Federal Appeal


Provincial authority could not provide exemption from federal duties

This was appeal of dismissal of appeals of assessments made under Excise Act, 2001 (Can.) (“EA”). Appellant was corporation that manufactured and sold tobacco products at its principal place of business located on First Nations reserve. Appellant held manufacturer’s licence for purposes of EA and must pay duty. From Sept. 2005 to July 2007, appellant did not pay duty under EA on manufactured tobacco products it sold to retailers located on reserves in Ontario. Appellant claimed that unmarked cigarettes under meaning of Tobacco Tax Act (Ont.), and which may only be sold to Indians on reserves in Ontario were not packaged for sale to general public under meaning of s. 2(b) of Stamping and Marking of Tobacco Products Regulations (Can.), and were exempt from tobacco duties under EA. Appellant appealed assessments made under EA. Appeals were dismissed. Tax court judge concluded that duty on appellant’s tobacco products became payable pursuant to s. 42(1)(a) of EA when products were packaged for sale to Indians. Appeal dismissed. Textual, contextual and purposive interpretation to applicable legislative and regulatory provisions led to conclusion that cigarettes and other tobacco products manufactured in Canada and packaged for eventual sale on Indian reserves were subject to duty on tobacco set out in EA. Purpose and intent of s. 42(1)(a) of EA, read with s. 2(b) of Regulations, was to impose duty on tobacco products, which was payable by tobacco manufacturer at time products were packaged in smallest package in which they were normally offered for sale to general public. EA did not provide for exemption from duties on tobacco products destined for sale on Indian reserves or to Indians. There was no inconsistency between expression “general public” in s. 2(b) of Regulations and marketing and sale of tobacco products to Indians on reserves. EA did not exempt manufacturers from paying duty on tobacco products when products were sold on reserve to Indians. There was no reason to find that sales of tobacco products made on reserves to Indians were not sales to general public. Indians were general public for which appellant was authorized to manufacture cigarettes. Provincial authority could not provide exemption from federal duties.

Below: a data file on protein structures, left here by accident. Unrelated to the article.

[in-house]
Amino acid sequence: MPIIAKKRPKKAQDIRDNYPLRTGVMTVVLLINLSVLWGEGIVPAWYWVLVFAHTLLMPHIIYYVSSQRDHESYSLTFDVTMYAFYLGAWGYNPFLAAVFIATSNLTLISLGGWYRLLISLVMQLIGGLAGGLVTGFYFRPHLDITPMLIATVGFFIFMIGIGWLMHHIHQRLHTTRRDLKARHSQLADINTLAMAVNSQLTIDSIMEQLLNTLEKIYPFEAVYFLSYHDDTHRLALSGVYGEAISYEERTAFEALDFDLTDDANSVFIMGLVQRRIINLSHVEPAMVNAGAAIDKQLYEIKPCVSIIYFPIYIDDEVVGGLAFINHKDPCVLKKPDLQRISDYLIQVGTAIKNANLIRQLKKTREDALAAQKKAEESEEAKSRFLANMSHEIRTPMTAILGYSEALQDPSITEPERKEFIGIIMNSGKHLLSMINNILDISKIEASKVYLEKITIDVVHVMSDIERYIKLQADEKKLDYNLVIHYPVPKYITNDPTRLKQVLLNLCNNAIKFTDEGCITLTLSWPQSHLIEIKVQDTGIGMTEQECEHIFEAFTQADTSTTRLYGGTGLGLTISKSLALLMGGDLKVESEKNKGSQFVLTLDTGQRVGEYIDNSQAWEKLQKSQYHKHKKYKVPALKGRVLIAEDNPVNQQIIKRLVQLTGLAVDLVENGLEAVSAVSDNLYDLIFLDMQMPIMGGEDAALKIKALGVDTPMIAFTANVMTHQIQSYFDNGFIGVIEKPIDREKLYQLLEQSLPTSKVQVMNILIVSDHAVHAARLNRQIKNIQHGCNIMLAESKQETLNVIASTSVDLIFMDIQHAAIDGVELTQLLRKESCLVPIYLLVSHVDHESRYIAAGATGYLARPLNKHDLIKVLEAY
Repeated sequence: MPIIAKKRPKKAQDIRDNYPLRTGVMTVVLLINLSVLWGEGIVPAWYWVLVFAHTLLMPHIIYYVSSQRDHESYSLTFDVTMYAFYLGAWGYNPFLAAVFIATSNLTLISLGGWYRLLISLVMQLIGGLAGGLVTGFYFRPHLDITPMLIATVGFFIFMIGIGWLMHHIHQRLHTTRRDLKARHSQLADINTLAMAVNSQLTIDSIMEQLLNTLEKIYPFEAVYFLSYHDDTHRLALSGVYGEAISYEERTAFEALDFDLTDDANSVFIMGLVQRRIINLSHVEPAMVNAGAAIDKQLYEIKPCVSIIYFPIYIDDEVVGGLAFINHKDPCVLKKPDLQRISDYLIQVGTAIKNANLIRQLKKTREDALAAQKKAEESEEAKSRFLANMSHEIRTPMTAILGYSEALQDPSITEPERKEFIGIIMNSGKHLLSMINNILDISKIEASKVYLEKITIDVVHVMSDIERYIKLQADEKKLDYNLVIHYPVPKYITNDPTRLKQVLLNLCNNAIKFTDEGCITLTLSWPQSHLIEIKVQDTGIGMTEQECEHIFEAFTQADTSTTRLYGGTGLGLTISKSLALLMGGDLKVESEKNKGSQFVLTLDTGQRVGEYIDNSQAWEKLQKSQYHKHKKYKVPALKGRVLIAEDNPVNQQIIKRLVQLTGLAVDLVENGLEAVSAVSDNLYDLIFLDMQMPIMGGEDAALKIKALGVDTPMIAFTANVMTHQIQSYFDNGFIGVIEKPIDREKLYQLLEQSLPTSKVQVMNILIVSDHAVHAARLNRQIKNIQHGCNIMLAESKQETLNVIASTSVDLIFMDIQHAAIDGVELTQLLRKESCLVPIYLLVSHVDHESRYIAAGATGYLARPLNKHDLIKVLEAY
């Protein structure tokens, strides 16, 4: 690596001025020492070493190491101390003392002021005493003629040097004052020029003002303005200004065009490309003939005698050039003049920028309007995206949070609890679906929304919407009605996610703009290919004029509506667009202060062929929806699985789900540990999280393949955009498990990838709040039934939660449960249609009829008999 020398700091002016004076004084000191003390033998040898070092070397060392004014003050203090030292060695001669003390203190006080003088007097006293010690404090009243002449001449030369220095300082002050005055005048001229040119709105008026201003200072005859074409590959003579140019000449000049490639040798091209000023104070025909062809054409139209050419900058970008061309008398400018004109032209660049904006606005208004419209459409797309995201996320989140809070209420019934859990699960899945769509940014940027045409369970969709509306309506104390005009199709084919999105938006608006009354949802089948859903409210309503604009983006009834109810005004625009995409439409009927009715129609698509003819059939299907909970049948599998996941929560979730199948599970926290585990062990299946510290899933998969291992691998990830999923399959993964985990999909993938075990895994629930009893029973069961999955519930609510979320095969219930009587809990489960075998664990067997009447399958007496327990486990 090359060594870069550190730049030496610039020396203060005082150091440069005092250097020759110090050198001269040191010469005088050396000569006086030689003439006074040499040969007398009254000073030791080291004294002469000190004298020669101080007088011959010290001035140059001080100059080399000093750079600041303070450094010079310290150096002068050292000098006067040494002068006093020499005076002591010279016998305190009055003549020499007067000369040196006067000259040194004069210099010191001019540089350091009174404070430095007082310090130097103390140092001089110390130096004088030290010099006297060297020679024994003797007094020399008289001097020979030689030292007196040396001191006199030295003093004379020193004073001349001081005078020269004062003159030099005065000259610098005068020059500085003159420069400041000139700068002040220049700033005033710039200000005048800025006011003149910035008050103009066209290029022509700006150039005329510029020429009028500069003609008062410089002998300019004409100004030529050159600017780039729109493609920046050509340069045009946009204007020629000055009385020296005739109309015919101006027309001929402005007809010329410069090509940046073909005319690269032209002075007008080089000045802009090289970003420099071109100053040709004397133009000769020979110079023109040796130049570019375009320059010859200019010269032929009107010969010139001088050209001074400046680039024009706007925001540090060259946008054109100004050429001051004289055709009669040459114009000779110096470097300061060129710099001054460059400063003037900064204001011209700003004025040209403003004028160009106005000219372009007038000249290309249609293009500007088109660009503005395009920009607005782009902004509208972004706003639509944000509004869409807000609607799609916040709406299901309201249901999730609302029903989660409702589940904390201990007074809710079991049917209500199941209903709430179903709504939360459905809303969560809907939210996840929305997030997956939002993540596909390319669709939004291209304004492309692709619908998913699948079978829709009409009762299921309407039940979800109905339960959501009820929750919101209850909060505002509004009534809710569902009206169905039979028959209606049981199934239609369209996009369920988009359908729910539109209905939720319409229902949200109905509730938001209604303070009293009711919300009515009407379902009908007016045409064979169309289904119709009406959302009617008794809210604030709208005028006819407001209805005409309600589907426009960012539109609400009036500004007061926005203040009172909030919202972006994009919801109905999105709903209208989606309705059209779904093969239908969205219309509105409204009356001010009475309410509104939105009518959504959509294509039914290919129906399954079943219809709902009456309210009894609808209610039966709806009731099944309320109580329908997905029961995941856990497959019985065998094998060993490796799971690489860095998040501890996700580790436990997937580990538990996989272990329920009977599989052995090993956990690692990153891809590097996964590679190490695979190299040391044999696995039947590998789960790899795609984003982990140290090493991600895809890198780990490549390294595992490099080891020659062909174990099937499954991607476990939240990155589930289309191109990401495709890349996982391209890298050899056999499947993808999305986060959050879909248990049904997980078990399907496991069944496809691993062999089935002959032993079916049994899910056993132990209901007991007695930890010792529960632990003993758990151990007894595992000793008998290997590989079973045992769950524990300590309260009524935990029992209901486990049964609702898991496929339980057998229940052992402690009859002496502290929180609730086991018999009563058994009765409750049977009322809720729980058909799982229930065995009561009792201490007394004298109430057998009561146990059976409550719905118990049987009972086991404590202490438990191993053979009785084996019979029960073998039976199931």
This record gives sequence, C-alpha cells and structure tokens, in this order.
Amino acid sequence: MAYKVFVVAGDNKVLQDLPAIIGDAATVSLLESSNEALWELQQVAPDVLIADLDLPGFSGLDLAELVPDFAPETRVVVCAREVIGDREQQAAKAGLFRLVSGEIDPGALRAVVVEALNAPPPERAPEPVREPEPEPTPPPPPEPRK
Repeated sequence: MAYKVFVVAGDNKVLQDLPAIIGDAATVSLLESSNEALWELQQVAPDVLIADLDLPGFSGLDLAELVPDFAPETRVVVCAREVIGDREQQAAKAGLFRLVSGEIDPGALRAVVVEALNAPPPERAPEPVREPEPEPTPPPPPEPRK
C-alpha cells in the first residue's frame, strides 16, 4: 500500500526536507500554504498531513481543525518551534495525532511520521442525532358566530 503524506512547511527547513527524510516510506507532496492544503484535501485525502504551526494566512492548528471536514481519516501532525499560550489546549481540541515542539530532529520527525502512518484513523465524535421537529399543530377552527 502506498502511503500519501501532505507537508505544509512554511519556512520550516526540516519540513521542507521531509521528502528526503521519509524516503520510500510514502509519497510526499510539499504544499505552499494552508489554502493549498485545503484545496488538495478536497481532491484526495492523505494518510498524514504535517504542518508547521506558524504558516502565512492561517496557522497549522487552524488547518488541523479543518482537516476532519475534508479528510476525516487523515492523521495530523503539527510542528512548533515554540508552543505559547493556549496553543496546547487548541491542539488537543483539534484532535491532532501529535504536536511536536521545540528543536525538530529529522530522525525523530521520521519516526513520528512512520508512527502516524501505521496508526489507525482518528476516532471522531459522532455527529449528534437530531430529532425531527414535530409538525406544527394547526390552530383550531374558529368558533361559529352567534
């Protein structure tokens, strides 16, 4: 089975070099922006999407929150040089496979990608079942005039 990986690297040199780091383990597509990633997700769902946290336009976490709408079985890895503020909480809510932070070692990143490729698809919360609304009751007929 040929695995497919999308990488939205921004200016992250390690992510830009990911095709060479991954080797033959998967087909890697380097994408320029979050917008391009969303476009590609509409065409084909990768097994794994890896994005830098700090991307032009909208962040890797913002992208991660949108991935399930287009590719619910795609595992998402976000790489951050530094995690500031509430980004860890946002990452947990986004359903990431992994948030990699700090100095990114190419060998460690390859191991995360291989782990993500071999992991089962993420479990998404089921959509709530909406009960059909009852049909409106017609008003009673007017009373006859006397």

Grand River Enterprises Six Nations Ltd. v. Canada (Sep. 19, 2012, F.C.A., Mainville, Sharlow and Trudel JJ.A., File No. A-495-11) Decision at 213 A.C.W.S. (3d) 227 was affirmed. 222 A.C.W.S. (3d) 278.

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